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Why Do We Believe in Neuromythology?
The short answer is for the wrong reasons.
First, what is neuromythology? A neuromyth is a false, common misconception about neuroscience. It’s our incorrect assertions about what the brain does and doesn’t do. It’s when we say the brain is responsible for this imbalance or that misfiring when we have no proof yet a lot of people believe what’s been said (or reported in the media) anyway.
Neuromythology is particularly prevalent in mental health. Something is comforting about the idea that our mental and emotional lives—ethereal and often indescribable—are somehow solid. We like to believe that our mental and emotional lives are caused by brain phenomena: chemical imbalances, misfiring neurons, depleted grey matter. It’s reasonable to want our disordered, confused, and troubling thoughts, feelings, and emotions to have a simple explanation.
We Have Only Ourselves to Blame
It may seem antipsychiatry to point out the flaws in and dangers of believing what’s called the biomedical model of mental disorders, psychiatry’s claim that mental disorders come from the brain, but it’s not. Yes, biopsychiatrists pushed the idea that mental disorders are “brain diseases” based on zero conclusive evidence. Yes, the majority of psychiatrists perpetuated this misinformation (not to mention primary care physicians, psychologists, and social workers) to their patients, their families, the press, and just about everyone else. Yes, they campaigned for neurological explanations at the expense of other potential factors, such as environment, a patient’s personality, and social and economic injustices. Yes, the rise of what’s referred to as the second wave of biopsychiatry in the 1980s, 1990s, and early 2000s had everything to do with why we think that our thoughts, emotions, and behaviors are dictated by the wiring in our brains. Yes, this created an unethical relationship with Big Pharma, which pounced on the biological explanation to sell psychotropic drugs. Still, psychiatry’s intentions were good. Insofar as I’ve been able to discern, biopsychiatrists and researchers wanted tangible answers to explain our mental and emotional suffering. Like many of us, they wanted those answers to be simple, seemingly definitive, and convincing.
Psychiatry wasn’t alone; others played a role. The media helped keep the American public believing in psychiatry’s biomedical model as did the way certain mental health diagnoses have been embraced by popular culture as “cool.” Unsurprisingly, another major player has been pharmaceutical companies, which have benefited greatly from our devotions to neurological explanations for aspects of the human experience (depression, anxiety, paranoia, obsessiveness, distractibility), which are subjective and indefinable.
We, the public, played a role. Neuroimaging is almost too much to resist. We like the illusion of certainty and advancement that neuroscience supposedly offers. All those colorful brain scans
seem to prove that schizophrenia must be caused by variations in grey matter, even though such variations can occur as a result of many factors, including prolonged insomnia, concussion, and smoking. The computerized renderings of uncommunicative neurotransmitters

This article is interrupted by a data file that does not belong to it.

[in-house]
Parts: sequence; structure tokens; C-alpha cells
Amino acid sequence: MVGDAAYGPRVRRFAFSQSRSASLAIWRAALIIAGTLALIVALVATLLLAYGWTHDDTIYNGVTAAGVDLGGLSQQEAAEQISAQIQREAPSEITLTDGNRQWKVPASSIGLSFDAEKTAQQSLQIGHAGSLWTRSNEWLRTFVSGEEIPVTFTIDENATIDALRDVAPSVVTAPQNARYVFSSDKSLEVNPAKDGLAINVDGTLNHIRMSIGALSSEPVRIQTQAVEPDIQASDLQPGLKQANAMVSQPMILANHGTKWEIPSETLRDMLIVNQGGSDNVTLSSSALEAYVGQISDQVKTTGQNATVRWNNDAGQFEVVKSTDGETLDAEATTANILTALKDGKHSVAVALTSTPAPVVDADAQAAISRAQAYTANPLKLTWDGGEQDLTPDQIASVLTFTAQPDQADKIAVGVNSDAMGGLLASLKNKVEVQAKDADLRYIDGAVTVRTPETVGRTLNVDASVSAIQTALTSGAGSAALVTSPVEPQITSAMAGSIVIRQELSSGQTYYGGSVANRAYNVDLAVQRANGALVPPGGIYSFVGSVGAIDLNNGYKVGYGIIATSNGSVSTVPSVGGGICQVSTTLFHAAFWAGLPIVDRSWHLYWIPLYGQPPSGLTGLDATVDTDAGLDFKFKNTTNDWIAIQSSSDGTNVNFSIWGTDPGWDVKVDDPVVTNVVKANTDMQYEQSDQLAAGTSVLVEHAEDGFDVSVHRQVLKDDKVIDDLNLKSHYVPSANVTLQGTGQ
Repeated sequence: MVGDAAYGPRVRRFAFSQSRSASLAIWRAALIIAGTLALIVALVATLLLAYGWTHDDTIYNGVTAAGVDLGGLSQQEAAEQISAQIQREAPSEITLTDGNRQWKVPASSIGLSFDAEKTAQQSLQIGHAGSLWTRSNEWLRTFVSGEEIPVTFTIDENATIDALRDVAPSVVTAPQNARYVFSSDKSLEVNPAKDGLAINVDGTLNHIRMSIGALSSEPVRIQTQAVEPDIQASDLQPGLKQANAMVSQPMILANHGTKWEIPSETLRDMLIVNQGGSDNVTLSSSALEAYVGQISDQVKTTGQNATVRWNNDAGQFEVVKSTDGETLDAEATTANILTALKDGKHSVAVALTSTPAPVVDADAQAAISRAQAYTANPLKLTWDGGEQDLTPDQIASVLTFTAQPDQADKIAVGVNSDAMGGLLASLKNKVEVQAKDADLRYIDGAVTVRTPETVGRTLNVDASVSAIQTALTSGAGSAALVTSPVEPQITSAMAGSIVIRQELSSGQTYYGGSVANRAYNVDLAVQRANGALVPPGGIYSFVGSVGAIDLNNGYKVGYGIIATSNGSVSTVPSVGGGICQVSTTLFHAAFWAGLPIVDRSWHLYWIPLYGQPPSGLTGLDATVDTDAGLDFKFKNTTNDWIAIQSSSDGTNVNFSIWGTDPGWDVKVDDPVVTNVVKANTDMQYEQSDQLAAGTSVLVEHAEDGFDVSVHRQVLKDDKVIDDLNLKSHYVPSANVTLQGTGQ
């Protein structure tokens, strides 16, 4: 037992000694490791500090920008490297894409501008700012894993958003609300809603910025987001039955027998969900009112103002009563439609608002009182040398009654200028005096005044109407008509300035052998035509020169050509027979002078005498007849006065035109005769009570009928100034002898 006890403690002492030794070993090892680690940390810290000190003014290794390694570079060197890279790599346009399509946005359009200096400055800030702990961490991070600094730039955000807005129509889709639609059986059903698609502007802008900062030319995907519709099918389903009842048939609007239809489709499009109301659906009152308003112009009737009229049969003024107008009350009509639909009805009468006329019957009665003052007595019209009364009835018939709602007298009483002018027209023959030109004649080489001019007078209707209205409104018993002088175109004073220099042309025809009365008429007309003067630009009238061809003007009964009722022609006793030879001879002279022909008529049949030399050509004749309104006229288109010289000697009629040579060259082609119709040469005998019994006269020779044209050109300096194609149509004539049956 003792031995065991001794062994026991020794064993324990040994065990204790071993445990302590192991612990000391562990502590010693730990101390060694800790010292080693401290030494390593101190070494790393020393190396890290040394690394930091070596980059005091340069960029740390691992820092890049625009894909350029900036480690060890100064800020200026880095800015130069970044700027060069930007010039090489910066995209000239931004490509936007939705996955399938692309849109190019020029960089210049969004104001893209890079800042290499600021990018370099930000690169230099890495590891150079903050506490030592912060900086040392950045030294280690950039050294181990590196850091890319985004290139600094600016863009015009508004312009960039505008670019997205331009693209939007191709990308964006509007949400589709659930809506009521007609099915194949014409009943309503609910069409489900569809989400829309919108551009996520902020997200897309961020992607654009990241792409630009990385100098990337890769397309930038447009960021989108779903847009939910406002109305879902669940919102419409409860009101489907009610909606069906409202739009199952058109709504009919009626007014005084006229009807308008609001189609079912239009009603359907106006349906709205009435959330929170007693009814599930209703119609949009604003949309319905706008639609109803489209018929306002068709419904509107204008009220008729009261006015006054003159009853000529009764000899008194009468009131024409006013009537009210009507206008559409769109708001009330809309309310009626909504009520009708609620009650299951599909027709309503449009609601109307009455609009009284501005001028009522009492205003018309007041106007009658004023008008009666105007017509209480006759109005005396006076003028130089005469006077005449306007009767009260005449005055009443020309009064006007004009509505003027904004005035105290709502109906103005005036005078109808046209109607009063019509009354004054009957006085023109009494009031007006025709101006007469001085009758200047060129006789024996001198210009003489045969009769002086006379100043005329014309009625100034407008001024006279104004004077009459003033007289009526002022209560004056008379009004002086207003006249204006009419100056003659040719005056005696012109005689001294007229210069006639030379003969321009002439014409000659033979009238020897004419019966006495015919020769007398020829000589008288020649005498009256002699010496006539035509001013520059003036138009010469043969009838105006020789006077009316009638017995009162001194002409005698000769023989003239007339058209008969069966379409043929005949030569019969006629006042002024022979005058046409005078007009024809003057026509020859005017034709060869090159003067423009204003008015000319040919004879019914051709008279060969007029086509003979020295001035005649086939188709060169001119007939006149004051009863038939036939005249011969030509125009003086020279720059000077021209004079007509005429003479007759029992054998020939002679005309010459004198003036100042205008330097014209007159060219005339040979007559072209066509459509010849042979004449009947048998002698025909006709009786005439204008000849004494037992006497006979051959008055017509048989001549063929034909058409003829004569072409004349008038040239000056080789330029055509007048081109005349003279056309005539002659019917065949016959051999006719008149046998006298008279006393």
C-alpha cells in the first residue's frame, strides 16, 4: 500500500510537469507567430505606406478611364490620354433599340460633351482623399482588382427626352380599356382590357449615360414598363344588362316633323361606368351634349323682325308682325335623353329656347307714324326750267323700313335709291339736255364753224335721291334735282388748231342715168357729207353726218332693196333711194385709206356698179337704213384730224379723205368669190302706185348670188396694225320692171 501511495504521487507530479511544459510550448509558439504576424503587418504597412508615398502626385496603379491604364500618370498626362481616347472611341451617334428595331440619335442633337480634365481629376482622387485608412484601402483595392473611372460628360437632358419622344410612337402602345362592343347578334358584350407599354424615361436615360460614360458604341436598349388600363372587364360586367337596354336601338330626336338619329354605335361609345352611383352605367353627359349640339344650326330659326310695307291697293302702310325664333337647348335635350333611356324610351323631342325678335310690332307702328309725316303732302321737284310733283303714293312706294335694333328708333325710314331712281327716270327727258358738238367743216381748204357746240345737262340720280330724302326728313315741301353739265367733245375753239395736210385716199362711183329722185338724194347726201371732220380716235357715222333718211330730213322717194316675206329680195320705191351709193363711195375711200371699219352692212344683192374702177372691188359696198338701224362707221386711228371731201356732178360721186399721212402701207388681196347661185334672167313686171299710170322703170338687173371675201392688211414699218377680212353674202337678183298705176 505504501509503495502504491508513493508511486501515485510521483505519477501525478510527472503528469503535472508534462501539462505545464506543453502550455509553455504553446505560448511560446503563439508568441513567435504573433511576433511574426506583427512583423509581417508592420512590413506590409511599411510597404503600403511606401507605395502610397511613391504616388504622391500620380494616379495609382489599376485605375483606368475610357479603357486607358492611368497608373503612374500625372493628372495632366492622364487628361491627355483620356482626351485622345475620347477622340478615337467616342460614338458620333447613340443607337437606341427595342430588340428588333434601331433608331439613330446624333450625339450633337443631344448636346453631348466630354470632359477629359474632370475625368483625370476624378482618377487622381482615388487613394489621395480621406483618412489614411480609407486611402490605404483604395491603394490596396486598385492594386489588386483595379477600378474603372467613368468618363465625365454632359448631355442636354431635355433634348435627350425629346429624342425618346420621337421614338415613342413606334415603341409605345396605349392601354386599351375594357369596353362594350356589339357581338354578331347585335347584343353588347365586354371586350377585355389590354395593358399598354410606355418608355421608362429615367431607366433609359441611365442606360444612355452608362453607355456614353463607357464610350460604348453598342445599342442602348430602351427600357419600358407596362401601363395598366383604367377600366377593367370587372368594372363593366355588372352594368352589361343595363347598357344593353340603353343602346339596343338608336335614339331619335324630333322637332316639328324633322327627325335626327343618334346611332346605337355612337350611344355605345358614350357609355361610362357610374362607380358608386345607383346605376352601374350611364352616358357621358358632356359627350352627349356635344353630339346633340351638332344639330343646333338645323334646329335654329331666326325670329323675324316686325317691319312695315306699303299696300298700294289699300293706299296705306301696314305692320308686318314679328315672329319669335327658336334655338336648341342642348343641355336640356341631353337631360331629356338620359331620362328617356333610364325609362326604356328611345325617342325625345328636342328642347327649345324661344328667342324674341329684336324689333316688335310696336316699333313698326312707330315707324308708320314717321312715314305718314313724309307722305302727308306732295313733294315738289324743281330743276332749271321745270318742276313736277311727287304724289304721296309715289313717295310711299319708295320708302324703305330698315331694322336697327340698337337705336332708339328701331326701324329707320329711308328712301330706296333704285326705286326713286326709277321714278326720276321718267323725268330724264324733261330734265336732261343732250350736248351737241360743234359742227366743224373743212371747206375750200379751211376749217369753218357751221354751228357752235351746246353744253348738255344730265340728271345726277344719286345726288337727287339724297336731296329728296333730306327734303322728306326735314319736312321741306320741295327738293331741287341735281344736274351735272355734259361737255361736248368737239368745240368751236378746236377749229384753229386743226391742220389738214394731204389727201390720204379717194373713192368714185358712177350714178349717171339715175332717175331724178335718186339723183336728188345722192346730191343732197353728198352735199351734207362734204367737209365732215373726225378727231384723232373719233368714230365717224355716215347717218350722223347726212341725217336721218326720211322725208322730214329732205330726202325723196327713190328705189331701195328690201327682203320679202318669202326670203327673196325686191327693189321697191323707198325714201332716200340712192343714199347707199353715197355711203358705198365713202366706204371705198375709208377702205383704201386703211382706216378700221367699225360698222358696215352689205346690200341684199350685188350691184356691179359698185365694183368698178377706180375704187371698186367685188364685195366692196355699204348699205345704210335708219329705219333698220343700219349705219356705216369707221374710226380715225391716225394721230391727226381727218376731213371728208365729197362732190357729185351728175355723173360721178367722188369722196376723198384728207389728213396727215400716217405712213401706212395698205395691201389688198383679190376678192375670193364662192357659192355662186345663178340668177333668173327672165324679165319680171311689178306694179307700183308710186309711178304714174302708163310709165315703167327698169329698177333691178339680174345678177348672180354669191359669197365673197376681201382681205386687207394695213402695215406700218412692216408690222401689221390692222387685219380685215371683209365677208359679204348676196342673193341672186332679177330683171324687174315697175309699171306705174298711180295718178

seemed to offer scientific accounts of what’s happening when we have no interest in life, feel an almost intolerable heaviness in our bodies, and withdraw from others (i.e., depression).
The Image Isn’t Proof
The problem is that brain scans and computerized renderings aren’t as definite as they may appear—not just in psychiatry but in all areas of medicine. Functional magnetic resonance imaging (fMRI) was introduced in the 1990s during President George H. W. Bush’s Decade of the Brain. The mandate was an inter-organizational campaign that included the Library of Congress and the National Institute of Mental Health (NIMH). This meant that there was a lot of money spent on neurological studies—not to mention media attention—even if the study didn’t prove anything.
The 2010s should have brought about a tempering our enthusiasm for neurological studies based on brain imaging. Studies found that research that relied on fMRI produced false-positive rates of up to 70 percent. (A typical false-positive rate is 5 percent.) (Somewhat humorously, the limitations of studies that relied on fMRI data arose when neuroscientists stuck a dead salmon in an fMRI machine and its brain “lit up,” just like all those live human brains did.)
Other reports showed how bias affected neurological studies and the number of such studies that couldn’t be replicated.
Yet we like and want to believe that our human experience can be explained through a neuroscientific lens. Research has shown that it may not be the colorful photos of our amygdalae or the scientific jargon that often goes along with them. We trust neurological explanations of our mental health or mental illnesses because they’re easy.
Mental Health Diagnoses Aren’t Scientifically Proven to Begin With
The particular problem with believing the neurological and biological claims to mental health diagnoses is that the mental health diagnoses are invalid and largely unreliable. Our diagnoses come from a book: The Diagnostic and Statistical Manual of Mental Disorders (DSM)—which is authored primarily by members of the American Psychiatric Association (APA), the organization that publishes and profits from the DSM. The DSM isn’t a scientific manual. Except for dementia and rare chromosomal disorders, all our mental health diagnoses are invented based not on scientific discoveries but the opinions and theories of those authors.